(Podcast) Episode 017: Forages and Hay Production

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What does forage production look like in Montana? The AgEconMT crew chats with Dr. Emily Glunk, assistant professor and forage extension specialist in the Department of Animal and Range Sciences, about forage production in Montana. Here are some of the highlights:

Intro: What is going on in forages?

Minute 3: Tell us a little about your hay storage study.

Minute 4:40: Why should a producer care about their hay storage? 

Minute 6:10: What is some advice you have for someone who is thinking about getting into cover crop production?

Minute 8: How have stocking rates changed over time/why should producers be paying attention to that?

Minute 10: How quickly does efficiency drop when the stocking rate is exceeded?

Minute 12:30: What kind of things should we know about high quality hay?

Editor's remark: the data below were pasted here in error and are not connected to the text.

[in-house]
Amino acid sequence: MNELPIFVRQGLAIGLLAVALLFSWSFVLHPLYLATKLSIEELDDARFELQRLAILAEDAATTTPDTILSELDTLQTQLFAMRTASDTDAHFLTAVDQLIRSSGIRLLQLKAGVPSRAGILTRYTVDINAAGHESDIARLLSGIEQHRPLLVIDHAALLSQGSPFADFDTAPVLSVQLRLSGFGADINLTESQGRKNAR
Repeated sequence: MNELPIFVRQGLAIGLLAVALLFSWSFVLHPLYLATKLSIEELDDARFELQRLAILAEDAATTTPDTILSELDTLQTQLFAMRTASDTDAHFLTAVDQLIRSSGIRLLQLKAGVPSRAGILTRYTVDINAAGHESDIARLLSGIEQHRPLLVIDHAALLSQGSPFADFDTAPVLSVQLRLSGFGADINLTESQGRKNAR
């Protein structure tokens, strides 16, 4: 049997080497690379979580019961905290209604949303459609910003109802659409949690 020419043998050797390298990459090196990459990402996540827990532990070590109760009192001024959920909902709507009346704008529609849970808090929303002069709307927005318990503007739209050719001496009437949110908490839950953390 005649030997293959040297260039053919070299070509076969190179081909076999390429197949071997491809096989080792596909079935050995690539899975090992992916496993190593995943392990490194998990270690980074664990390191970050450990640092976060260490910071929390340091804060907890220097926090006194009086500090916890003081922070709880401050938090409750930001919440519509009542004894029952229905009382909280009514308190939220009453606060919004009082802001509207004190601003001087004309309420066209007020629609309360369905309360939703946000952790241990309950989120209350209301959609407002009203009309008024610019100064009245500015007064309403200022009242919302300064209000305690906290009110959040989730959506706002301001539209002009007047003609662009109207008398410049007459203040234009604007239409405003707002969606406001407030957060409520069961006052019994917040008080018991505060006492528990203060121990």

Minute 15:45: How common is it for people to use hay testing?

Minute 16:50: What are some indicators of low quality hay?

Minute 18: What are some other “hot topics” in hay and forage production?

Minute 20:20: What is a high preforming variety? Why are variety trials important? 

Minute 22: What advice would you give to someone who might be considering getting out of their line of production due to low prices?

Minute 24:15: What does the hay market look like in 2017 and going forward?

(Intro and outro music by Trevor Sensor)

(Photo by Viktor_U_Cat is licensed under CC BY 4.0)

(Photo by FranksWorldPics is licensed under CC BY 4.0)

(Photo by Infomastern is licensed under CC BY 4.0)


About Author

Eric Belasco

Eric Belasco is an Associate Professor in the Department of Agricultural Economics and Economics at Montana State University. He received both his M.S. and Ph.D. in Economics from North Carolina State University in 2005 and 2007, respectively. He conducts research in the areas of agricultural marketing, risk management, farm policy, and financial engineering. Examples of this research include evaluations into grid pricing risk, the use of forward contracts in mitigating profit risk, modeling revenue risk in cattle production, and characterizing the link between weather and production indicators.

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